Leonid Sedov, a member of the Soviet Academy of Sciences with no connection to space program, was erroneously touted in the West as the Father of Sputnik. Korolyov, meanwhile, was only allowed to publish his non-sensitive research under the pseudonym "Professor K. Sergeyev."

Khrushchev rejected the Nobel committee's offer to nominate Korolyov for a prize, insisting that it was the achievement of "the entire Soviet people."

Sergei Khrushchev said his father thought singling out Korolyov would anger other rocket designers and hamper the missile and space programs.

"These people were like actors; they would all have been madly jealous at Korolyov," he said. "I think my father's decision was psychologically correct. But, of course, Sergei Korolyov felt deeply hurt."

Korolyov's daughter, Natalia, recalled in a book that the veil of secrecy vexed her father. "We are like miners--we work underground," she recalls him saying. "No one sees or hears us."

The Soviet Union and the rest of the world learned Korolyov's name only after his death in 1966. Today his Moscow home, where Chertok met reporters, is a museum in the chief scientist's honor.

Chertok was permitted to travel abroad only in the late 1980s, after Soviet leader Mikhail Gorbachev liberalized the Soviet Union.

The surviving leaders of the space program are no longer anonymous or silent, and revel in the accolades so long denied them.

"The rivalry in space, even though it had military reasons, has pushed the mankind forward," said Valery Korzun, a cosmonaut who serves as a deputy chief of the Star City cosmonaut training center. "Our achievements today are rooted in that competition."

In the end, it was the Americans who won the race to the moon, nearly 12 years later. Khrushchev wasn't interested in getting there, his son says, and the effort made under his successor, Leonid Brezhnev, was underfunded and badly hampered by rifts between Korolyov and other designers.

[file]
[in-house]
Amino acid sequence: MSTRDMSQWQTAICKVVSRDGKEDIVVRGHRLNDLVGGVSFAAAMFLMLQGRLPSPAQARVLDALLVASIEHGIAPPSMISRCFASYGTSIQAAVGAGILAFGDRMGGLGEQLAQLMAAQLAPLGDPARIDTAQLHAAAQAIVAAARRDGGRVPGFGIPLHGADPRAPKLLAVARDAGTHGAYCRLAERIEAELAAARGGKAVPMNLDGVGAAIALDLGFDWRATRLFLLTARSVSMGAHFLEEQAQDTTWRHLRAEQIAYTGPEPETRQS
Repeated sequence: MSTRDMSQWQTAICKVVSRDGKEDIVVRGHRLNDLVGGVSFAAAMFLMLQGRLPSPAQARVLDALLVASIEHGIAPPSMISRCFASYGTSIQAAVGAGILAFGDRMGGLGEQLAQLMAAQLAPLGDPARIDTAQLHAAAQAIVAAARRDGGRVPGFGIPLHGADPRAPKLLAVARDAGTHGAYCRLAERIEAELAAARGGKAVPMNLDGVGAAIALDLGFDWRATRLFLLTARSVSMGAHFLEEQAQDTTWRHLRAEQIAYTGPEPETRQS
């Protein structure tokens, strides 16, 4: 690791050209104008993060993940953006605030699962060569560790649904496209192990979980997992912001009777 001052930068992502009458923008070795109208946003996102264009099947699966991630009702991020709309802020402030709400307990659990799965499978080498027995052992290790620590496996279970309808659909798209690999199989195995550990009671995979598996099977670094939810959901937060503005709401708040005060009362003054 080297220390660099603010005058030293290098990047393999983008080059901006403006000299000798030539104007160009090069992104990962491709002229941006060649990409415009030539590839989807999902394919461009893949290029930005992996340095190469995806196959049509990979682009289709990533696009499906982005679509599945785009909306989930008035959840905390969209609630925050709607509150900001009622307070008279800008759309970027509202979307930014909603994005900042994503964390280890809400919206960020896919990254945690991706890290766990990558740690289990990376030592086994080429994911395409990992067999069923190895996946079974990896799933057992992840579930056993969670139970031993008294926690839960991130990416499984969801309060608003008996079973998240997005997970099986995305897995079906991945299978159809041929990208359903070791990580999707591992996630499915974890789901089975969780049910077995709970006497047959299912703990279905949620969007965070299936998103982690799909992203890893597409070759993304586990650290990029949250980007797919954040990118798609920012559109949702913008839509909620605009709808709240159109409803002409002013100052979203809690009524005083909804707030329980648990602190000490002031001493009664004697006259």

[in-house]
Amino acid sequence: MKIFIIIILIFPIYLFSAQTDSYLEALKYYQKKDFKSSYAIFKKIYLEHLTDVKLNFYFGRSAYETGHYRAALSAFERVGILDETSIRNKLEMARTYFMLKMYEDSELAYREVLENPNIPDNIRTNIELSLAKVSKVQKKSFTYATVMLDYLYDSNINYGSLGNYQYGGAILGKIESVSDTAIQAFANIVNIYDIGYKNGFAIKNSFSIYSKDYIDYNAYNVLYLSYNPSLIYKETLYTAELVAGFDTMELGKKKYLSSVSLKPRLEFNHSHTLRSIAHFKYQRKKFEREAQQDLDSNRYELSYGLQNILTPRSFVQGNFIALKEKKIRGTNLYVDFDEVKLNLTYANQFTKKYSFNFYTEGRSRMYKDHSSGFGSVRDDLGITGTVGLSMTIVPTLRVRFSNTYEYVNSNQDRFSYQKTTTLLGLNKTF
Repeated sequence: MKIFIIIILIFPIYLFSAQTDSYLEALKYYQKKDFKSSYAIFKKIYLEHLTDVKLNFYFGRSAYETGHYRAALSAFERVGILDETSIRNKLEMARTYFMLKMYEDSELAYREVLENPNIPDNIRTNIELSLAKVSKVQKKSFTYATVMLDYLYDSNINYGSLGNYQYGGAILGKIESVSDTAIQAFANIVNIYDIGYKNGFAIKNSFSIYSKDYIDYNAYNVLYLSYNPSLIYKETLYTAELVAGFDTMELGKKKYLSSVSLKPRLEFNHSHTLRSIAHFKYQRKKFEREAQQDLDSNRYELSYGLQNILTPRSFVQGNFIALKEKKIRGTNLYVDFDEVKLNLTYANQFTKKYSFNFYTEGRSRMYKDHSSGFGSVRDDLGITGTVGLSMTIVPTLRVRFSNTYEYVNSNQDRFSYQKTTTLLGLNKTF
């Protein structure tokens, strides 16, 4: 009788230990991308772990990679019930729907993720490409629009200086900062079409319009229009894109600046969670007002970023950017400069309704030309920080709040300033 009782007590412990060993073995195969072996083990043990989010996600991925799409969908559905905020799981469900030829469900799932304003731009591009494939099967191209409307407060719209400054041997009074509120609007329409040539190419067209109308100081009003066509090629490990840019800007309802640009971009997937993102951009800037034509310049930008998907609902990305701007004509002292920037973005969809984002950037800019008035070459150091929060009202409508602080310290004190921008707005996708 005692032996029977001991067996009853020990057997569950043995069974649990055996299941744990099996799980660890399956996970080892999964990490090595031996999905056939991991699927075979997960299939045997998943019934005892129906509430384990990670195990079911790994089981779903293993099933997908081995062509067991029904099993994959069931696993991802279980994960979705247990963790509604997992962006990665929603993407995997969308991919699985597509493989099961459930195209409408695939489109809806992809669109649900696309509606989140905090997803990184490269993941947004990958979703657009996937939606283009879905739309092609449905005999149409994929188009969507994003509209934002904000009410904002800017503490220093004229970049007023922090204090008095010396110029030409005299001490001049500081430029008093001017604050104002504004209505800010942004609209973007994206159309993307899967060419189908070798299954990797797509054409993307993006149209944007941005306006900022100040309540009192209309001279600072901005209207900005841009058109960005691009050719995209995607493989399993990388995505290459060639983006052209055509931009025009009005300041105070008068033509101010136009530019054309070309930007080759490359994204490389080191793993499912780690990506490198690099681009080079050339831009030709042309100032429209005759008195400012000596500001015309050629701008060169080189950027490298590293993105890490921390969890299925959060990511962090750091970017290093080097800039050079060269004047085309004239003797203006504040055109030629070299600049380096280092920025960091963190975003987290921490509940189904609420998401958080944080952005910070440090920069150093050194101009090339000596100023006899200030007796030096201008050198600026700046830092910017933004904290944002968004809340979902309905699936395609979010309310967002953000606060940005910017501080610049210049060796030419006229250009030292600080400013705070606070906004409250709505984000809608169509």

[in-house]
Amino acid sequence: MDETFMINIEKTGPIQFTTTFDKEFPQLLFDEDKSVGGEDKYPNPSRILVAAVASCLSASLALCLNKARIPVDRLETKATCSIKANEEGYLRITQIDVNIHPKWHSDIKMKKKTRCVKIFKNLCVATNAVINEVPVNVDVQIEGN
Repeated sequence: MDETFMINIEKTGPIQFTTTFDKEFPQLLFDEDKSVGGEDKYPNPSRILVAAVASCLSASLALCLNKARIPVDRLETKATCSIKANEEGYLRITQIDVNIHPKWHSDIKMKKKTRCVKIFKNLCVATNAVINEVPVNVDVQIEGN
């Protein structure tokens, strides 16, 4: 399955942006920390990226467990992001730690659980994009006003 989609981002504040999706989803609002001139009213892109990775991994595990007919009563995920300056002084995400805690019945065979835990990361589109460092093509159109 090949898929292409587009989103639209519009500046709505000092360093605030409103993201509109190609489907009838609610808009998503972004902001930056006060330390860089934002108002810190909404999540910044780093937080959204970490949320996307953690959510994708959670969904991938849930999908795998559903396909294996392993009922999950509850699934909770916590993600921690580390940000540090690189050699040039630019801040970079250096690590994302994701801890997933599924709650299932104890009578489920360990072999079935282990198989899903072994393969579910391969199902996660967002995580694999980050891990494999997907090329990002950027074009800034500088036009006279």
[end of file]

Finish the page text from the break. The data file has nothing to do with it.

"We wouldn't have been the first on the moon anyway," Grechko said. "We lost the race because our electronics industry was inferior"Š


(3) Online Newsletter for Elementary School Mathematics Teachers

Source: Sandra Sincek - Elementary Mathematics Project Specialist, San Diego County Office of Education - ssincek@sdcoe.net

The Mathematics Unit of the San Diego County Office of Education produces an informative newsletter that is available online at the above Web site. The current issue is available for download from http://www.sdcoe.net/lret2/math/pdf/K-12_Math_News_Fall_07.pdf

Articles included in this issue include the following:

- "Building Capacity through the Adoption Process"

- "Teaching Math to English Learners: Can Research Help?" by Dr. Suzanne Irujo

- "Assessment Corner [Formative Assessment]" by Bruce Arnold

- "Spotlight on Higher Ed [Pathway to Algebra: Teaching the Meaning of the Equal Sign]" by Dr. Rong-Ji Chen

- "If My Students Only Knew Fractions!" by Cathy Williams

Additional mathematics-related information is also available on the Mathematics Unit Web site at www.sdcoe.net/lret/math/

(4) "TI Celebrates 40th Anniversary of Calculator with New Line True to Slide Rules" by Andrew D. Smith

Source: The Dallas Morning News - 30 September 2007
URL: http://tinyurl.com/ynnl6n

Jerry Merryman acknowledges the world-changing importance of the handheld calculator, a device he helped invent exactly 40 years ago.

By replacing a 55-pound box that cost $8,000 in today's money with a book-size machine that cost less than $1,000, Mr. Merryman and his colleagues at Texas Instruments Inc. gave people and businesses unprecedented mastery over numbers.

More important, they created the first mass market for integrated circuits and helped cut prices enough to fuel the microchip revolution.

But there was always a downside.

Calculators, with their narrow inputs and solutions, obscured relationships among numbers rather than illustrating them.

Now, as it celebrates the first handheld calculator, Texas Instruments is launching a new line of machines that resemble Mr. Merryman's old slide rule as much as they resemble the calculator that rendered it obsolete.

"It looks like we've come full circle," Mr. Merryman said as he watched a demonstration of TI's Nspire.

Younger readers will struggle to imagine life in 1965. Serious calculations required massive computers that cost more than houses. A basic calculator--one that did nothing beyond addition, subtraction, multiplication and division--resembled a typewriter and cost half as much as a family car...

Amid such conditions, TI chief executive Patrick Haggerty saw an opportunity. All his company had to do was to invent a completely new device that crushed established competitors in every way and cost a fraction as much.